Nom­i­na­tions open for no­table trees

The Tribune (NZ) - - YOUR LOCAL NEWS - RICHARD MAYS

A tree known as a favourite food of African ele­phants in its nat­u­ral set­ting, graces Palmer­ston North’s Te Marae o Hine in The Square.

Grow­ing al­most lat­er­ally out­side the city coun­cil ser­vice cen­tre, Cus­so­nia spi­cata, or the African cab­bage tree is one of the city’s nearly 100 pro­tected trees.

A na­tive of sub Sa­ha­ran Africa, coun­cil plan­ner Kee­gan Aplin-Thane said the tree was the southern-most ex­am­ple of this species in the world.

Like sev­eral of the trees listed as no­table, Aplin-Thane said there was no in­for­ma­tion marker for the cab­bage tree, and wouldn’t be un­til a bud­get was al­lo­cated.

How­ever, the coun­cil is on the look­out for more trees to add to the list, and is ask­ing peo­ple to send in nom­i­na­tions of trees for con­sid­er­a­tion and as­sess­ment.

‘‘No­table trees is a District Plan func­tion that pro­tects spe­cific trees on pub­lic or pri­vate land, and the city’s botan­i­cal her­itage. These are trees that need spe­cial care to en­sure that fu­ture gen­er­a­tions can en­joy them.’’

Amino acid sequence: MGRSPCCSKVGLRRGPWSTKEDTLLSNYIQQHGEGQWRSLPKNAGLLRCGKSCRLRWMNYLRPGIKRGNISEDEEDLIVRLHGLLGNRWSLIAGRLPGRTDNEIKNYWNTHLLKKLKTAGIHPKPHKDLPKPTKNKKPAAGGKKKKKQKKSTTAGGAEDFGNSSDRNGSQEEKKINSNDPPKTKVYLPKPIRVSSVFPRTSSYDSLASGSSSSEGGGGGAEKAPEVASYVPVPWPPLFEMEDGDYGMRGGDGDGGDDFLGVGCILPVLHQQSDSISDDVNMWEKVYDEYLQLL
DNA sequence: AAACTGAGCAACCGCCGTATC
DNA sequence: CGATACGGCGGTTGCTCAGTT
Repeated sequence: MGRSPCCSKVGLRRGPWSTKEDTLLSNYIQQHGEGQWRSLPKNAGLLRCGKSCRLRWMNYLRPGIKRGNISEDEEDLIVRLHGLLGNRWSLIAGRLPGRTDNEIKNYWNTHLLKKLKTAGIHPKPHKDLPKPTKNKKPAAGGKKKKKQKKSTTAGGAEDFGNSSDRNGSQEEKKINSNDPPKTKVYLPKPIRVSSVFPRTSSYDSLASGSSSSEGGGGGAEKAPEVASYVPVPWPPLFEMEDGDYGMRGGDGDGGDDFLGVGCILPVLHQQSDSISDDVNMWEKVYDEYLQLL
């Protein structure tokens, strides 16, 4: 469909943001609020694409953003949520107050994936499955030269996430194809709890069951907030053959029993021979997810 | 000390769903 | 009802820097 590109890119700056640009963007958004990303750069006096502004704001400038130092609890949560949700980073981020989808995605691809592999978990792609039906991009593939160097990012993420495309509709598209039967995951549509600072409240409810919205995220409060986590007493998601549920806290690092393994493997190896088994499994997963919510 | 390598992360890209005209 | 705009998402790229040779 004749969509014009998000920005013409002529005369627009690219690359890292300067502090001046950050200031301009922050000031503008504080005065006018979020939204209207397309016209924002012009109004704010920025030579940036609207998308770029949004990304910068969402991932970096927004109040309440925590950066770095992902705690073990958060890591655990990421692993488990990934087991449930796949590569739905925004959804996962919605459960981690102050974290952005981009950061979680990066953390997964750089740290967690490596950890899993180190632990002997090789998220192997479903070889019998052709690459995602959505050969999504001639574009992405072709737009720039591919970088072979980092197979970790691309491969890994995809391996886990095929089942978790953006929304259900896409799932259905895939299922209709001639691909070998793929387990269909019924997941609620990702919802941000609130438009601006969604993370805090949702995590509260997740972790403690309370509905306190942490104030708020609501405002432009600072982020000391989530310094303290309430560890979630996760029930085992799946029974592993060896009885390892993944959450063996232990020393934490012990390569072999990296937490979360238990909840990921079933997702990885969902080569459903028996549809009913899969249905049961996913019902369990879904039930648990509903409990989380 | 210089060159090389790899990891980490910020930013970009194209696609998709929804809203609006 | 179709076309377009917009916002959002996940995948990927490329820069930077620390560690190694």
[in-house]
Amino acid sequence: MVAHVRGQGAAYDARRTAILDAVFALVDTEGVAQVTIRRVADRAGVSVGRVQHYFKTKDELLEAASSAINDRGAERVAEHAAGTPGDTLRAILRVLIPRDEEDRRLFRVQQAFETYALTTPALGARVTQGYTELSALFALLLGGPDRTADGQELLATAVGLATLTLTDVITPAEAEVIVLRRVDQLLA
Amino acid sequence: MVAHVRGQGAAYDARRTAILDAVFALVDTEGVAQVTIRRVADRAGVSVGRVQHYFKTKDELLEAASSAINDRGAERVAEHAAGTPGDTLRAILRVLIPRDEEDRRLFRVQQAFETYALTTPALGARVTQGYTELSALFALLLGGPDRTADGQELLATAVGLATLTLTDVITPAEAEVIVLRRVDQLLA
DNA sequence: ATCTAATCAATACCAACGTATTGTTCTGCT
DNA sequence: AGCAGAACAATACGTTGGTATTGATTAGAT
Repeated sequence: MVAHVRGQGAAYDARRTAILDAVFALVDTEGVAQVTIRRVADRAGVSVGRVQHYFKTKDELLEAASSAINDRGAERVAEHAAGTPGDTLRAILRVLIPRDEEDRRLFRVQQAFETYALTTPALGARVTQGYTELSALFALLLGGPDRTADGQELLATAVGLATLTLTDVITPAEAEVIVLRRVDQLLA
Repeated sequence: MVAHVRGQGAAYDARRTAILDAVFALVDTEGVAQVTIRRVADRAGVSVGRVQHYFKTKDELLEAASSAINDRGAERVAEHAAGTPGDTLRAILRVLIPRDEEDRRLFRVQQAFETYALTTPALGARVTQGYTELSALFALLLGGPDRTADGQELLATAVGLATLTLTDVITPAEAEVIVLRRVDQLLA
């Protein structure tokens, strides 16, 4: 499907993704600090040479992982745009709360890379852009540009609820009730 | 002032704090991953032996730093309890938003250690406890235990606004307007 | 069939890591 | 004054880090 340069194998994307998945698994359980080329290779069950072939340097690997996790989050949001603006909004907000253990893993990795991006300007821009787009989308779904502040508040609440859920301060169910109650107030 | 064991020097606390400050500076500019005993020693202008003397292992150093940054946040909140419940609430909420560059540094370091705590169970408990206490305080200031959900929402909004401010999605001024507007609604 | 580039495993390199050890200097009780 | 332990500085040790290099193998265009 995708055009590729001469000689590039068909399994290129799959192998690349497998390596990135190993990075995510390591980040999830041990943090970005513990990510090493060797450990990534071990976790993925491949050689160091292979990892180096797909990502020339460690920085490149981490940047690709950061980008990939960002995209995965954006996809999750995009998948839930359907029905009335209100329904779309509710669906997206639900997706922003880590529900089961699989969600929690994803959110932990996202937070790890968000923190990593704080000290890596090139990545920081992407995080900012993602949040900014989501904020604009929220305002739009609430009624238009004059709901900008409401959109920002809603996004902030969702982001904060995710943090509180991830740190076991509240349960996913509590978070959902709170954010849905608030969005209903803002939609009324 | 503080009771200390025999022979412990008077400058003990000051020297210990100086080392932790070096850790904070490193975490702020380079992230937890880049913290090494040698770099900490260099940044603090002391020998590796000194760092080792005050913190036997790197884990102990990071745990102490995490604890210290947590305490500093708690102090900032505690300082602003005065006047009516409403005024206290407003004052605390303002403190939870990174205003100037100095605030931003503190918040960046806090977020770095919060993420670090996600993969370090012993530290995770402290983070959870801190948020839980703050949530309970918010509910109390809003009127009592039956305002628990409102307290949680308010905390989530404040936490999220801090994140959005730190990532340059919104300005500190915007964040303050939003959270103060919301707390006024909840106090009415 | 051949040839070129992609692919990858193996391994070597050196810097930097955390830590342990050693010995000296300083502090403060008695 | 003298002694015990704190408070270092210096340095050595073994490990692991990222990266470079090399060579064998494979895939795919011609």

‘‘They’re pretty old, pretty big and pretty spe­cial,’’ Aplin-Thane said.

The op­por­tu­nity to add to the list only comes around un­der the District Plan once ev­ery five to 10 years.

‘‘The aim is to get as many qual­ity trees for con­sid­er­a­tion as pos­si­ble.’’

As­sessed as hav­ing a high his- tor­i­cal, botan­i­cal, en­vi­ron­men­tal or land­scape value, many of the her­itage trees were orig­i­nally planted for com­mem­o­ra­tive rea­sons, though in many cases those rea­sons have been for­got­ten or lost.

Many of the her­itage trees are coun­cil owned on re­serves or in the Vic­to­ria Es­planade.

The eval­u­a­tion takes into ac­count a tree’s age, size, shape, height girth, botan­i­cal rar­ity and the promi­nence or land­mark value.

While coun­cil recog­nises that no­table trees are of value to the wider com­mu­nity, the own­er­ship and re­spon­si­bil­ity to main­tain the tree is on the prop­erty owner.

Aplin-Thane said the coun­cil had a no­table tree in­cen­tive scheme that pro­vides the re­source con­sent and 70 per cent re­im­burse­ment up to $400 for a sin­gle tree, and up to $1500 for a group of trees.

‘‘We want to look af­ter tree own­ers - they are look­ing af­ter the city,’’ he said.

PHOTO: WAR­WICK SMITH/STUFF

The African cab­bage tree out­side the City Coun­cil build­ing in The Square.

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